Spring break: To splurge, or not to splurge

With spring break approaching, students’ plans are affected by the economy.

Senior Elementary Education Major Angela Bohrer fills her car up with gas last week at the BP gas station on the corner of 10th Avenue and University Avenue. According to Consumer Reports, the national gasoline average as of March 9 is $1.28 below the price this time last year.

Ashley Goetz

Senior Elementary Education Major Angela Bohrer fills her car up with gas last week at the BP gas station on the corner of 10th Avenue and University Avenue. According to Consumer Reports, the national gasoline average as of March 9 is $1.28 below the price this time last year.

As the economy continues to decline and college tuition rises, the prospect of an extravagant spring break getaway isnâÄôt an option this year for many students. Gail Weinholzer, public affairs director for the American Automobile A ssociationâÄôs Minnesota office, said the company has witnessed a significant drop-off in travel reservations âÄî including hotels, airfare and cruises âÄî for the state this year compared to the past six years.

Gas prices

The national gasoline average as of March 9 is $1.28 less than the price this time last year, according to Consumerreports .org. Dawn Duffy, spokeswoman for AAA in Minneapolis, said she doesnâÄôt expect there to be an increase in travelers this spring break because, while gas prices are down, students have other expenses âÄî like a rise in college tuition âÄî to worry about. âÄúGas prices right now are doing great, but it is everything else with the economy,âÄù Duffy said. Although AAA does not make travel projections for Easter or spring break travel, they do look at current gasoline prices and compare them to prices from a year ago, Duffy said. Dustin Coupal , co-founder of TwinCitiesGasPrices.com, a website that aggregates local gas prices, said given the current recession, he doesnâÄôt think there will be an increase in spring break travel. In fact, he predicts a decrease. âÄúI think thereâÄôs going to be a pretty big drop-off in travel compared to what it was last year,âÄù Coupal said. Travel trends have been low for a while, Duffy said, because people also couldnâÄôt afford it when gas prices were high. âÄúThis isnâÄôt a textbook year that you would think âÄòwell gas prices are low, people are going to go on trips for spring break,âÄôâÄù Duffy said. âÄúGas prices are the only good news we have in our pocket.âÄù In order for people to save money, they might not be going as far as they normally would go or spending as many days in a given destination, she said.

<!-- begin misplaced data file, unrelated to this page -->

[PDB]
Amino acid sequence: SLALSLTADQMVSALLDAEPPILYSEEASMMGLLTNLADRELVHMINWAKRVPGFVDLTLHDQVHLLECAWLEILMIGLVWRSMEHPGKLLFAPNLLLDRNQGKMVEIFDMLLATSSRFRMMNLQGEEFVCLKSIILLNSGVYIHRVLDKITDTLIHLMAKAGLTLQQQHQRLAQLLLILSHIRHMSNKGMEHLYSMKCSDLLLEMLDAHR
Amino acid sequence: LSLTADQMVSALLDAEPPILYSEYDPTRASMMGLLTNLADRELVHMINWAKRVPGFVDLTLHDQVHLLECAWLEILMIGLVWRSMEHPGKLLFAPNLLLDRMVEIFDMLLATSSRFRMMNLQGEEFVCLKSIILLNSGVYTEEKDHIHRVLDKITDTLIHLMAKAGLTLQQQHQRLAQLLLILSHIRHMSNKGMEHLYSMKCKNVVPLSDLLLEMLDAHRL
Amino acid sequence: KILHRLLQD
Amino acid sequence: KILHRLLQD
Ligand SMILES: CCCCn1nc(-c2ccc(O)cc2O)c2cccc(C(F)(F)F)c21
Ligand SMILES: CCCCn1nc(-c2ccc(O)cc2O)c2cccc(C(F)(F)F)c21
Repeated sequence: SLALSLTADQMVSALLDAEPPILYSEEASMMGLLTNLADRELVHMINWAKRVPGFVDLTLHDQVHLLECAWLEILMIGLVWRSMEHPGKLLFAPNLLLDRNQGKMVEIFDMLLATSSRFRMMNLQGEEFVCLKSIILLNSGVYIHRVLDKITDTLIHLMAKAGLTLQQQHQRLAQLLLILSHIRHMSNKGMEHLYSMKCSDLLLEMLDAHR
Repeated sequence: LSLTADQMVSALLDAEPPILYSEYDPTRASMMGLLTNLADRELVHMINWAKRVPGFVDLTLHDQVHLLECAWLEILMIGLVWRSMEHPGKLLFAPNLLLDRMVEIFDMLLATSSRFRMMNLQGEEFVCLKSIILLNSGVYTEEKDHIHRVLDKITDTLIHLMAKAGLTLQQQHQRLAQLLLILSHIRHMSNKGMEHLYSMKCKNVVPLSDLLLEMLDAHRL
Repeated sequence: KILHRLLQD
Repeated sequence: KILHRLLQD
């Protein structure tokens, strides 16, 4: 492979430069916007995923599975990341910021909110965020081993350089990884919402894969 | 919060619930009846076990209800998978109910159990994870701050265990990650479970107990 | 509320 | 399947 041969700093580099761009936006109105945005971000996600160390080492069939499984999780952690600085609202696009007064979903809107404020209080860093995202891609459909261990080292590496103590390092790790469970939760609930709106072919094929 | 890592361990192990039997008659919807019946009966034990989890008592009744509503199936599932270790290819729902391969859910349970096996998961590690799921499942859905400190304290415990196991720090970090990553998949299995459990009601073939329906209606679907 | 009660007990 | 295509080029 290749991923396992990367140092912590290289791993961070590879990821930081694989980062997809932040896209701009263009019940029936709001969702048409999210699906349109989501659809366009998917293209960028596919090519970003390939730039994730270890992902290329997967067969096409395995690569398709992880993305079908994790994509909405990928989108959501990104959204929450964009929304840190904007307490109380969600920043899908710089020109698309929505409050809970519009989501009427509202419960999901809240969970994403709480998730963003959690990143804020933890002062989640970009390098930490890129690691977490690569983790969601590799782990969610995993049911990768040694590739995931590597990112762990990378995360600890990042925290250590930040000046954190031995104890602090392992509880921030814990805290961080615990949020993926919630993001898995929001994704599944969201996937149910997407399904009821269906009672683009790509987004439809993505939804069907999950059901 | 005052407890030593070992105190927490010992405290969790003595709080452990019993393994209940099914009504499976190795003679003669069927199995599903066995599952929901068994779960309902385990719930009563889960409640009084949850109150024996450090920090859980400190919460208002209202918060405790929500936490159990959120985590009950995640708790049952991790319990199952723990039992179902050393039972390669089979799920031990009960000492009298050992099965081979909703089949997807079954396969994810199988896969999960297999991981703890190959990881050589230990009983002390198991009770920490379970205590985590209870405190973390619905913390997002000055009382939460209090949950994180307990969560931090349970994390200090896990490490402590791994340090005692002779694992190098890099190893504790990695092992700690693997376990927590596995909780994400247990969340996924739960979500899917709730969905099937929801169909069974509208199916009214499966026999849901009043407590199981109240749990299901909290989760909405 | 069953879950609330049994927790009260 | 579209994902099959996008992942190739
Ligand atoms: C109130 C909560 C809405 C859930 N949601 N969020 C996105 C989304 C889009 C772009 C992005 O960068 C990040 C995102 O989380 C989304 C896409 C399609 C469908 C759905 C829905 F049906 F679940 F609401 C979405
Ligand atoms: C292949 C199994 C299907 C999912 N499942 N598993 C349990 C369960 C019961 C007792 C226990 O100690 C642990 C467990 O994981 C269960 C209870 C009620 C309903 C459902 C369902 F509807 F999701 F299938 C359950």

Affecting U students

Finance professor John Molloy said he senses that fewer students are going on trips for spring break, which he attributes to the recession. âÄúItâÄôs harder to get part time jobs these days,âÄù he said. âÄúThe economy is having an affect.âÄù Nigel Sharper, a psychology junior, has yet to have an opportunity to go on a spring break trip while being in school. Sharper said he originally had intentions of going somewhere with a warm climate, such as Louisiana, Georgia or Texas, but due to finances, he is unable to make his trip. Many of his friends are in a similar situation, he said. âÄúI have to take care of tuition first,âÄù Sharper said. âÄúIf itâÄôs cold [in Minnesota] during break, then IâÄôll be upset, knowing I can be someplace warm.âÄù Although many students are choosing not to travel for spring break, some are still looking to have a good time outside of Minnesota, but will maintain a spendthrift attitude. Such is the case for child psychology junior Jazlynn Paige , where finance hasnâÄôt been much of an issue. Paige, along with a friend, has plans to take a leisure trip to Puerto Vallarta , Mexico, for the break. This year is the first year she will be able to take a vacation for spring break. Paige said the total cost of her trip will be roughly $950 âÄî even with a discounted rate through her motherâÄôs time share âÄî including $500 for travel and about $300 for spending money. Because of a settlement she received when she turned 21, Paige was able to save some money for extra expenses, and said sheâÄôs happy that she can go on a big spring break vacation. âÄúI donâÄôt have any regrets of the spending, especially being that I have the extra money,âÄù she said. Kinesiology senior Audra Ragan is also spending her spring break elsewhere. Along with three of her sorority sisters from Kappa Alpha Theta, Ragan will go on a road trip for seven days to Boston. In order to save money, Ragan said once they get into Boston, they will use public transportation instead of their car. Sophomore kinesiology major Sam Semler will be going to Panama City Beach, Fla., for seven days. Semler said she thought taking a plane was going to cost too much money and driving seemed more cost efficient. âÄúItâÄôs only going to cost us like $200 to drive down there all together,âÄù Semler said. âÄúIt just seemed like a cheaper thing to do.âÄù